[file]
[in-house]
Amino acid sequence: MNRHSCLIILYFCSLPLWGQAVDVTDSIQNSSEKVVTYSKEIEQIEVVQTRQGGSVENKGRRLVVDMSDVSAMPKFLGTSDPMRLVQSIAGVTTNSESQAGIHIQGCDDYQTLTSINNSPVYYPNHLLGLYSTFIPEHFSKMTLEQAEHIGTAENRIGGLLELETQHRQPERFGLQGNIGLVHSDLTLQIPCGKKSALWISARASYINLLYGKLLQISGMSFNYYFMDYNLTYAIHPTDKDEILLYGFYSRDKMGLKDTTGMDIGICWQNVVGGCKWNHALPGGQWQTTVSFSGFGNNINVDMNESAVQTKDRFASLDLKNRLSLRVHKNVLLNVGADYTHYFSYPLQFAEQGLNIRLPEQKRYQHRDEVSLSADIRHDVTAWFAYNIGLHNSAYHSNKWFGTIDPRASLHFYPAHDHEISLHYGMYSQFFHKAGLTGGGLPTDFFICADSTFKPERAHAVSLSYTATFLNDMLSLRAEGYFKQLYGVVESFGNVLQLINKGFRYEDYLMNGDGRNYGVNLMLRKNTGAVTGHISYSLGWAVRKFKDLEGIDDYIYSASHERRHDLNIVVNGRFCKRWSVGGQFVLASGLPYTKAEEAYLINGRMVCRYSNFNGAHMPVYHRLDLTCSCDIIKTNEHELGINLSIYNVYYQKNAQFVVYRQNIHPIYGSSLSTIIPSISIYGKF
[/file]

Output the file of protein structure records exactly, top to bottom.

[in-house]
Amino acid sequence: MNRHSCLIILYFCSLPLWGQAVDVTDSIQNSSEKVVTYSKEIEQIEVVQTRQGGSVENKGRRLVVDMSDVSAMPKFLGTSDPMRLVQSIAGVTTNSESQAGIHIQGCDDYQTLTSINNSPVYYPNHLLGLYSTFIPEHFSKMTLEQAEHIGTAENRIGGLLELETQHRQPERFGLQGNIGLVHSDLTLQIPCGKKSALWISARASYINLLYGKLLQISGMSFNYYFMDYNLTYAIHPTDKDEILLYGFYSRDKMGLKDTTGMDIGICWQNVVGGCKWNHALPGGQWQTTVSFSGFGNNINVDMNESAVQTKDRFASLDLKNRLSLRVHKNVLLNVGADYTHYFSYPLQFAEQGLNIRLPEQKRYQHRDEVSLSADIRHDVTAWFAYNIGLHNSAYHSNKWFGTIDPRASLHFYPAHDHEISLHYGMYSQFFHKAGLTGGGLPTDFFICADSTFKPERAHAVSLSYTATFLNDMLSLRAEGYFKQLYGVVESFGNVLQLINKGFRYEDYLMNGDGRNYGVNLMLRKNTGAVTGHISYSLGWAVRKFKDLEGIDDYIYSASHERRHDLNIVVNGRFCKRWSVGGQFVLASGLPYTKAEEAYLINGRMVCRYSNFNGAHMPVYHRLDLTCSCDIIKTNEHELGINLSIYNVYYQKNAQFVVYRQNIHPIYGSSLSTIIPSISIYGKF